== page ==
Pavana, Pavanā, Pāvana: 23 definitions

Introduction

Pavana means something in Hinduism, Sanskrit, Jainism, Prakrit, Buddhism, Pali, the history of ancient India, Marathi. If you want to know the exact meaning, history, etymology or English translation of this term then check out the descriptions on this page. Add your comment or reference to a book if you want to contribute to this summary article.

In Hinduism

Ayurveda (science of life)

Source: Wisdom Library: Āyurveda and botany

Pāvana (पावन) is another name (synonym) for Candana, which is a Sanskrit name for the plant Santalum album (Indian sandalwood). This synonym was identified by Narahari in his 13th-century Rājanighaṇṭu (verses 12.6-8), which is an Ayurvedic medicinal thesaurus.

Source: Shodhganga: Edition translation and critical study of yogasarasamgraha

Pavana (पवन) refers to “rheumatism” and is one of the various diseases mentioned in the 15th-century Yogasārasaṅgraha (Yogasara-saṅgraha) by Vāsudeva: an unpublished Keralite work representing an Ayurvedic compendium of medicinal recipes. The Yogasārasaṃgraha [mentioning pavana] deals with entire recipes in the route of administration, and thus deals with the knowledge of pharmacy (bhaiṣajya-kalpanā) which is a branch of pharmacology (dravyaguṇa).

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Āyurveda (आयुर्वेद, ayurveda) is a branch of Indian science dealing with medicine, herbalism, taxology, anatomy, surgery, alchemy and related topics. Traditional practice of Āyurveda in ancient India dates back to at least the first millenium BC. Literature is commonly written in Sanskrit using various poetic metres.

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Shaivism (Shaiva philosophy)

Source: Wisdom Library: Kubjikāmata-tantra

Pavanā (पवना):—Another name for Pūtanā, the Sanskrit name for one of the twenty-four goddesses of the Sūryamaṇḍala, according to the Gorakṣa-saṃhitā and the kubjikāmata-tantra.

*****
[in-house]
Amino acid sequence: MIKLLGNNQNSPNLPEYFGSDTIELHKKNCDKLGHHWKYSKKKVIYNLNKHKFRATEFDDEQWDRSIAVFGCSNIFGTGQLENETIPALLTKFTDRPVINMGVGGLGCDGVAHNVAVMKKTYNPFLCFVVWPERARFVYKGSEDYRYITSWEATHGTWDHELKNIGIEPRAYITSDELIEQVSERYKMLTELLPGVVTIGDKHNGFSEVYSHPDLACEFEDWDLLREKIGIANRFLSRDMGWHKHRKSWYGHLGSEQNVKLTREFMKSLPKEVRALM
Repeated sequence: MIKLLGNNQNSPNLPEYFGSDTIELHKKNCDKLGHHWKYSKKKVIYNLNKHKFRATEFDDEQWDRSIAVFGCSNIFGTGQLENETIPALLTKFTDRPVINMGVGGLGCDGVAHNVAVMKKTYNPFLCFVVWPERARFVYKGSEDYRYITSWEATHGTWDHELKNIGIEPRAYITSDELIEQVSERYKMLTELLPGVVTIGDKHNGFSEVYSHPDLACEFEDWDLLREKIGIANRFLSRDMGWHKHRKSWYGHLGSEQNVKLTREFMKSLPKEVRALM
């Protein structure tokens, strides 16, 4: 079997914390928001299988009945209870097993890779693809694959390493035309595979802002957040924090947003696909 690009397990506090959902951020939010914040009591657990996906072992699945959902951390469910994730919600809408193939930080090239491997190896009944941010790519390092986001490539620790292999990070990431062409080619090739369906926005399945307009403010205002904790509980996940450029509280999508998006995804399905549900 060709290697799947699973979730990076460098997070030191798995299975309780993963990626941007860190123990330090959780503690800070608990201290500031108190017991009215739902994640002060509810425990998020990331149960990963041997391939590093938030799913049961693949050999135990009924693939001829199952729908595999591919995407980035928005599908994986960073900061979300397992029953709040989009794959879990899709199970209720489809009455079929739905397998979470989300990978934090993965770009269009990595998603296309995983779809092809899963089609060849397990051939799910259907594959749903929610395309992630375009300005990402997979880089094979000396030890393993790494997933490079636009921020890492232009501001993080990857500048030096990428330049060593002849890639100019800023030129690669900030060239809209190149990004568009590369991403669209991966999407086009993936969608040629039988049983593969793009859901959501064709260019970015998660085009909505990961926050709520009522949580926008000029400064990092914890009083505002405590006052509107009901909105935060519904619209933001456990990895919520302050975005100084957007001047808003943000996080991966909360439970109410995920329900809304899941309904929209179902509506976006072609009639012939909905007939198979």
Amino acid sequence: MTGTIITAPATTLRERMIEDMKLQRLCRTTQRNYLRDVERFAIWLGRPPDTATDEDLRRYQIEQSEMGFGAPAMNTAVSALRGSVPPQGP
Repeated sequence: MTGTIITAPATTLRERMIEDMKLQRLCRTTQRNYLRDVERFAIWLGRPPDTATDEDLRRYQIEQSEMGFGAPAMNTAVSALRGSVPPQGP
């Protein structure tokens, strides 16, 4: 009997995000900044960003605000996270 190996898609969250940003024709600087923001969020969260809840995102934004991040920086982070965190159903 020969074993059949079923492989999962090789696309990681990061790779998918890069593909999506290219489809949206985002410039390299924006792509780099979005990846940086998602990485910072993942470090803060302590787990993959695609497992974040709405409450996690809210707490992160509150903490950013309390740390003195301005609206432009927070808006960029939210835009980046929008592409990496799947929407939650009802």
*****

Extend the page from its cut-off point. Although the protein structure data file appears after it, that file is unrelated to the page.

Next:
Source: archive.org: Sardhatrisatikalottaragama

Pāvana (पावन) refers to “purification” or “baking” which is prescribed as one of the operations/ preliminary ceremonies related to the kuṇḍa (“fire-pit”), according to the various Āgamas and related literature. Pāvana is mentioned in the Pūrvakāraṇa-āgama (chapter 22).

Source: Shodhganga: Iconographical representations of Śiva

Pāvana (पावन) or Pāvanāgama refers to one of upāgamas (supplementary scriptures) of the Kāraṇāgama which is one of the twenty-eight Siddhāntāgama: a classification of the Śaiva division of Śaivāgamas. The Śaivāgamas represent the wisdom that has come down from lord Śiva, received by Pārvatī and accepted by Viṣṇu. The purpose of revealing upāgamas (eg., Pāvana Āgama) is to explain more elaborately than that of mūlāgamas (eg., Kāraṇa-āgama) and to include any new idea if not dealt in mūlāgamas.

Source: academia.edu: A Critical Study of the Vajraḍākamahātantrarāja (II) (shaivism)

Pavana (पवन) is the name of a Kṣetrapāla (field-protector) and together with Vāyuvegā Devī they preside over Prayāga: one of the twenty-four sacred districts mentioned in the Kubjikāmatatantra (chapter 22). Their weapon is the dhvaja and their abode is the udumbara-tree. A similar system appears in the 9th century Vajraḍākatantra (chapter 18).

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Shaiva (शैव, śaiva) or Shaivism (śaivism) represents a tradition of Hinduism worshiping Shiva as the supreme being. Closely related to Shaktism, Shaiva literature includes a range of scriptures, including Tantras, while the root of this tradition may be traced back to the ancient Vedas.

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Purana and Itihasa (epic history)

Source: archive.org: Shiva Purana - English Translation

Pavana (पवन) or Vāta refers to the “gusts of wind”, according to the Śivapurāṇa 2.2.22. Accordingly as Sitā said to Śiva:—“[...] the most unbearable season of the advent of clouds (ghanāgama or jaladāgama) has arrived with clusters of clouds of diverse hues, and their music reverberating in the sky and the various quarters. [...] O Śiva, tossed about by the gusts of wind (pavana) the clouds do not remain steady in any place, they rumble and appear as if they would fall on the heads of the people”.

Source: archive.org: Puranic Encyclopedia

1) Pāvana (पावन).—A Viśvadeva (one of the ten sons of Viśvā) (Śloka 30, Chapter 91, Anuśāsana Parva).

2) Pāvana (पावन).—A son born to Kṛṣṇa of Mitravindā. (10th Skandha, Bhāgavata).

3) Pāvana (पावन).—A sacred place situated on the border of Kurukṣetra. If one worships the Devas and Manes at this place one would get the benefit of conducting an Aśvamedha. (Chapter 83, Vana Parva).